- You’re wandering through the hutong watching and learning about local life and a Chinese person starts to chat with youÂ in excellent English. You think, wow, great. This person is so friendly and helpful and I’ll learn so much more about the local culture by having a native to talk to.Â He shows you around, then brings you to a teahouse.Â There you sample tea and the beneficial properties of each type of tea are explained to you.Â At the end you’re told you owe RMB2400(!!) because each tea you tried was between RMB80-500.Â ‘What,’ you balk, ‘I can’t pay that much.Â I don’t have that much money.Â I didn’t drink that much tea.’ ‘That’s ok,’ they explain, ‘they accept credit cards.’ (Note: Credit cards are rarely accepted in China, therefore this is also likely credit card fraud as well.)Â Reluctantly, you give them your credit card.
- –> Before drinking tea, whether in Chengdu, Beijing, or elsewhere, always check the pricelist/menu and ascertain the price of the tea you will be drinking beforehand.Â There are some very expensive teas in China and for the most part, you won’t know the difference so stick with teas in the range of RMB30-40.
- You’re wandering down Nanjing Road in Shanghai and someone with decent, but not great English approaches you and asks if you will practice English with them. You think, wow a great opportunity to interact with locals, learn more about local life, and do someone a favor.Â So you follow them and then take you to a top floor of a building and together you drink tea and chat in English.Â After a while you say you have to go and get up and leave but they say, ‘wait, you need to payÂ RMB1500 for the tea.’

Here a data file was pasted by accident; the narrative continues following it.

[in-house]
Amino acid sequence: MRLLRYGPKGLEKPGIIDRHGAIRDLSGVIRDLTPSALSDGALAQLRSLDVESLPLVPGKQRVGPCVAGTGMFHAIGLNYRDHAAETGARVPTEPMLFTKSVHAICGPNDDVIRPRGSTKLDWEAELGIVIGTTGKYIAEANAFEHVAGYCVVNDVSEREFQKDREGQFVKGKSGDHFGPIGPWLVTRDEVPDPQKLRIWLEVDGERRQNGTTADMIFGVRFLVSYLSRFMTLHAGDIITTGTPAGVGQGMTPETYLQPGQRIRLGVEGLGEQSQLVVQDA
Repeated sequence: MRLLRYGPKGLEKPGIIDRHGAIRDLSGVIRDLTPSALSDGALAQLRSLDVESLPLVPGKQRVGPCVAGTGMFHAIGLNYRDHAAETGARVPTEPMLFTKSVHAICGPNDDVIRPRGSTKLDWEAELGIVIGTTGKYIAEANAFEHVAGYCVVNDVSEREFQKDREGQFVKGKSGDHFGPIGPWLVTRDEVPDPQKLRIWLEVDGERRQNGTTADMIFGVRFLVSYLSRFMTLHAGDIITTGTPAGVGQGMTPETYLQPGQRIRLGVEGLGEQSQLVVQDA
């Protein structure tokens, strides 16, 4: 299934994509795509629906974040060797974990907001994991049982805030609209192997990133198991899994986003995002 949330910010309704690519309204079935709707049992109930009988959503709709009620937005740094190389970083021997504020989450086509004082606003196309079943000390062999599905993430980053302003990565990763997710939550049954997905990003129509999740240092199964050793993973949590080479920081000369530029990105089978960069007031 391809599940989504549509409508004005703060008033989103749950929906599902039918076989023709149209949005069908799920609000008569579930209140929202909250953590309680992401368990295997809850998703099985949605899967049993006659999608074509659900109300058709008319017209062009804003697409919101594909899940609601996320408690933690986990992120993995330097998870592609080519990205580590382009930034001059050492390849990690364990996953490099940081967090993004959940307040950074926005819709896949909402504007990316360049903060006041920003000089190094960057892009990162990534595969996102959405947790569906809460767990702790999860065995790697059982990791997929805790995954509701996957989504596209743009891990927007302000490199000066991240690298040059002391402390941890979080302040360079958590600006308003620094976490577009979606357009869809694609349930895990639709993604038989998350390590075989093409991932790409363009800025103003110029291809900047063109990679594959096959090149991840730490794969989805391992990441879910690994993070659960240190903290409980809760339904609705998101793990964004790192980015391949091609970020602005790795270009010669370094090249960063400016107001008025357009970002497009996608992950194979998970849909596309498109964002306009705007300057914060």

- –> This is also a tea scam and possibly credit card fraud as well.Â See above for how to deal.
- You’re walking toward Forbidden City or maybe down Nanjing Road and a young person speaking exellent English approaches you and says ‘I’mÂ an art student and we’re having an exhibition, please come look.’
- –> This is a scam, usually also involving tea or anÂ art viewing fee.Â Say no and continue on your way.
- You’re wandering through Tiananmen marveling at its size, then a tout asksÂ you if you want to buy a Mao watch, or other souvenir.Â You decide you like that Mao watch then you haggle over price.Â You agree onÂ 20RMB.Â When you go to pay, you realize you only have a RMB100 note.Â Â You give it to the sellerÂ and he gives you a RMB50 and 3 RMB10s in change.Â You think wow, what a deal, until later you try to use that RMB50 to buy lunch but they tell you, ‘no, that’s fake.’Â Â You realizeÂ you just paid RMB70 for that watch, not such a great price after all.Â
- –> Always keep small change on you to pay for little things.Â Learn the security features of the RMB50 and RMB100 notes.Â Then check for them everytime you’re handed one of those bills.
- You go to rent a coat, or a bike, or whatever and you’re required to pay a deposit of RMB100-200.Â When returning the item, and receiving your deposit back, the bills don’t seem to hae the right texture and feel.
- –> Learn the security features of the bills and always remember to check them. If the notes seem fake, insist on differentÂ ones or smaller denominations.Â Consider telling the local police bureau.
These scams may change as they become more well-known to the foreigners visiting China so always be aware.Â Please pass this along to anyone you know visiting China to help protect them and teach China that they can’t treat foreigners this way.